Many people reduce their meat intake (which is good!) by swapping it with another animal protein source of fish. The problem here lies in how fishing is done around the world and the crimes committed by too many fishers. Indeed, crime on the high seas is alive and well with fishing vessels partaking in swaths of illicit behaviour. This all sounds bad, but the good news comes down to preventing it.
Indeed, researchers have published the results of a large effort to track when, where, and sometimes why fishing vessels turn off their tracking systems known as AIS. This is fantastic because it will help nations enforce the rules of the ocean by stopping illegal maritime activities.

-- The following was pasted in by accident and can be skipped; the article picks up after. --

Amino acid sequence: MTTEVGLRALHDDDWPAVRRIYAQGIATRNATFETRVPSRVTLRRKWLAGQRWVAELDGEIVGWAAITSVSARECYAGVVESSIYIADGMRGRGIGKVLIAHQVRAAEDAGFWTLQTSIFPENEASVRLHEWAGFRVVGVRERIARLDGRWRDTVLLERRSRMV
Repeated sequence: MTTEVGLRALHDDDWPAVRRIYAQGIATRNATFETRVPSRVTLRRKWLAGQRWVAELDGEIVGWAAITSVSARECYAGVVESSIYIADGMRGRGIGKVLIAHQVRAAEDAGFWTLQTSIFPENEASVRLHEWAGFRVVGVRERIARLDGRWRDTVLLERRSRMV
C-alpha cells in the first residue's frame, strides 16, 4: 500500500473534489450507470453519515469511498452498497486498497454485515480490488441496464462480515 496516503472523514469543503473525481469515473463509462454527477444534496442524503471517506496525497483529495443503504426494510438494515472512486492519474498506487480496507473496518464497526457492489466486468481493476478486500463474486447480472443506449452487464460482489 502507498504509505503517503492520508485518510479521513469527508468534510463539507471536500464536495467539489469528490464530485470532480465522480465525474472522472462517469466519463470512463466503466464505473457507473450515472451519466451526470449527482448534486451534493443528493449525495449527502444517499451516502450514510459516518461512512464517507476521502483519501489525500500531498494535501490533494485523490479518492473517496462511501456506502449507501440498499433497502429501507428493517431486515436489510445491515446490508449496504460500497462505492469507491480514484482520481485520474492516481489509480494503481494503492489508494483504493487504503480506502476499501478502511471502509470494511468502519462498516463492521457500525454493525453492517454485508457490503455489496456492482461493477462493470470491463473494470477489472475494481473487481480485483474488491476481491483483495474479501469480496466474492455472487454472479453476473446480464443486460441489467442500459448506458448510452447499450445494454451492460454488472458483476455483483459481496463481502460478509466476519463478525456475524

AIS disabling is also strongly correlated with transshipment events – exchanging catch, personnel and supplies between fishing vessels and refrigerated cargo vessels, or “reefers,” at sea. Reefers also have AIS transponders, and researchers can use their data to identify loitering events, when reefers are in one place long enough to receive cargo from a fishing vessel.
It’s not unusual to see fishing vessels disable their AIS transponders near loitering reefers, which suggests that they want to hide these transfers from oversight. While transferring people or cargo can be legal, when it is poorly monitored it can become a means of laundering illegal catch. It has been linked to forced labor and human trafficking.